Monday, October 03, 2011
Andy Stanley has done it again. I just finished reading his newest book, "The Grace of God," and came away amazed all over again. In his easy-to-read style, this great communicator walks through the Bible, demonstrating that the grace of God is the theme of Scripture, from Genesis to Revelation.
This is a message that we all need to hear, particularly the church. As Andy states in his introduction, "The gravitational pull is always toward graceless religion." For this reason, church has become a place that is designed by church people for church people. Yet the heart of God has always been drawn to those outside of the circle: the lost, the hurting, the disenfranchised.
Stanley begins by breaking down the myth that the God of the Old Testament is fundamentally different from the God of the New Testament. He does this by showing that "God's law is never given to establish a relationship; God's law is given to confirm an existing relationship." The law exposes our sin and reveals to us our need for a Saviour, our fundamental need for grace.
Interestingly, Andy delves into numerous Old Testament stories which are not often given much thought, mining them for evidence of grace. Chapter 3, "Surprised By Grace" is a good example, as Andy looks at the Joseph story through the eyes of Judah, Joseph's brother. God's grace is clearly seen in Judah's life as he is blessed beyond anything he deserves. "Grace is not reserved for good people; grace underscores the goodness of God."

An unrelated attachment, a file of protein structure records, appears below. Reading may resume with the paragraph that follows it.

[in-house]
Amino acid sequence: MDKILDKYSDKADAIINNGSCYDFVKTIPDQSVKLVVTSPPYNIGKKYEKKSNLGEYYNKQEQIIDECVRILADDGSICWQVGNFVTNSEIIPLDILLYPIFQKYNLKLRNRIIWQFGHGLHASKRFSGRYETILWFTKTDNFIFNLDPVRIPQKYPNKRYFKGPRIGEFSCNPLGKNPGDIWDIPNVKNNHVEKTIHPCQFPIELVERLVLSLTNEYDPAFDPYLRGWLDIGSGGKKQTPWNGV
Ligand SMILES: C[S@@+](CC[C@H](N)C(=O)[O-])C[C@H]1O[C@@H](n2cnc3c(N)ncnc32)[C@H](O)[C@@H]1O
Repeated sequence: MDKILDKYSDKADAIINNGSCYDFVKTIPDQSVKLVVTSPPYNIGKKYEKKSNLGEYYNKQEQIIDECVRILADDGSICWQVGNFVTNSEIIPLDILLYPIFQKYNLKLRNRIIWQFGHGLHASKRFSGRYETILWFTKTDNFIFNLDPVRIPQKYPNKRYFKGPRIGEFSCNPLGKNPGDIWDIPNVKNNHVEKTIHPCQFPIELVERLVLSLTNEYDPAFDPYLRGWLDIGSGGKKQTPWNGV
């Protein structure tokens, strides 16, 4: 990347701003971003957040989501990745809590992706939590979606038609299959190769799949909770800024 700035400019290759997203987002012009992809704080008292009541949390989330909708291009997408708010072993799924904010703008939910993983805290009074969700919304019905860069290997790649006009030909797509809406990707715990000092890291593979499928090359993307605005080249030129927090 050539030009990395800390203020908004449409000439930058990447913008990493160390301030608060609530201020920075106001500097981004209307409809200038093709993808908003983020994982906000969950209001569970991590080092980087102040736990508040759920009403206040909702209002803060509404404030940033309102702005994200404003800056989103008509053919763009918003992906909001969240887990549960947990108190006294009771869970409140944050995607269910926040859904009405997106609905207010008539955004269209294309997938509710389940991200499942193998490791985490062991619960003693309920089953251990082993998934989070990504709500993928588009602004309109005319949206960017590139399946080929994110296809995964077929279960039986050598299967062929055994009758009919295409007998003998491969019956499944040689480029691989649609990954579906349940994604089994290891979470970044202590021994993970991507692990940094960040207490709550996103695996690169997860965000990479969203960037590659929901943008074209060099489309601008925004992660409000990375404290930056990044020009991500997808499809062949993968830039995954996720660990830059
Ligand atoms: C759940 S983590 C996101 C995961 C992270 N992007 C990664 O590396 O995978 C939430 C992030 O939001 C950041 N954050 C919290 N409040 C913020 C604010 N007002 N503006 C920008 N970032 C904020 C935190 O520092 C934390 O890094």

What I appreciated more than anything else were the last few chapters dealing with the church. I, too, have seen the need for church that is grace-filled, designed for people who are not churched. Our communities are full of churches that cater to the needs of people who look, dress and act the part. Yet Jesus modelled for us a lifestyle that engaged and fellowshipped with hurting people, one that was not about rules, but relationship.
The most profound lesson is a simple one, coming from the Jerusalem Council in Acts 15:19 - "...we should not make it difficult for the Gentiles who are turning to God." We are not drawn to relationship with God by rules, but by grace, God's unmerited, undeserved love for us. The main takeaway for me is this: don't allow my preconceptions or biases to ever cause me to forget the truth that we are saved by grace alone.
Book Review: "It Came From Within!"
Book Review: "What Good Is God?"
Book Review: "Has Christianity Failed You?"